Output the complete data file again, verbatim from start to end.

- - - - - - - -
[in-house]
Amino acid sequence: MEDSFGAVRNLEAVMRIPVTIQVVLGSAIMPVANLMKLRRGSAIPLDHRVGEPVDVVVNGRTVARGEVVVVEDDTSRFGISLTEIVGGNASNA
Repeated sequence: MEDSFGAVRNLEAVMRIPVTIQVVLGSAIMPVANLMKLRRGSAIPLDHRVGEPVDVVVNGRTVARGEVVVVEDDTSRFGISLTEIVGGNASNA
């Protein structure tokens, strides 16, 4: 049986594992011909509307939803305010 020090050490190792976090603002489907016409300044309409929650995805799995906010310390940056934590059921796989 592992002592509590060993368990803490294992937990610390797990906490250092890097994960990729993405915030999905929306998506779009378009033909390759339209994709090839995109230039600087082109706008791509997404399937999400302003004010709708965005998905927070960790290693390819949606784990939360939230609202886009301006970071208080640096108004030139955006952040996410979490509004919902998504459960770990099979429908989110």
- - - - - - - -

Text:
[in-house]
Amino acid sequence: MEDSFGAVRNLEAVMRIPVTIQVVLGSAIMPVANLMKLRRGSAIPLDHRVGEPVDVVVNGRTVARGEVVVVEDDTSRFGISLTEIVGGNASNA
Repeated sequence: MEDSFGAVRNLEAVMRIPVTIQVVLGSAIMPVANLMKLRRGSAIPLDHRVGEPVDVVVNGRTVARGEVVVVEDDTSRFGISLTEIVGGNASNA
């Protein structure tokens, strides 16, 4: 049986594992011909509307939803305010 020090050490190792976090603002489907016409300044309409929650995805799995906010310390940056934590059921796989 592992002592509590060993368990803490294992937990610390797990906490250092890097994960990729993405915030999905929306998506779009378009033909390759339209994709090839995109230039600087082109706008791509997404399937999400302003004010709708965005998905927070960790290693390819949606784990939360939230609202886009301006970071208080640096108004030139955006952040996410979490509004919902998504459960770990099979429908989110």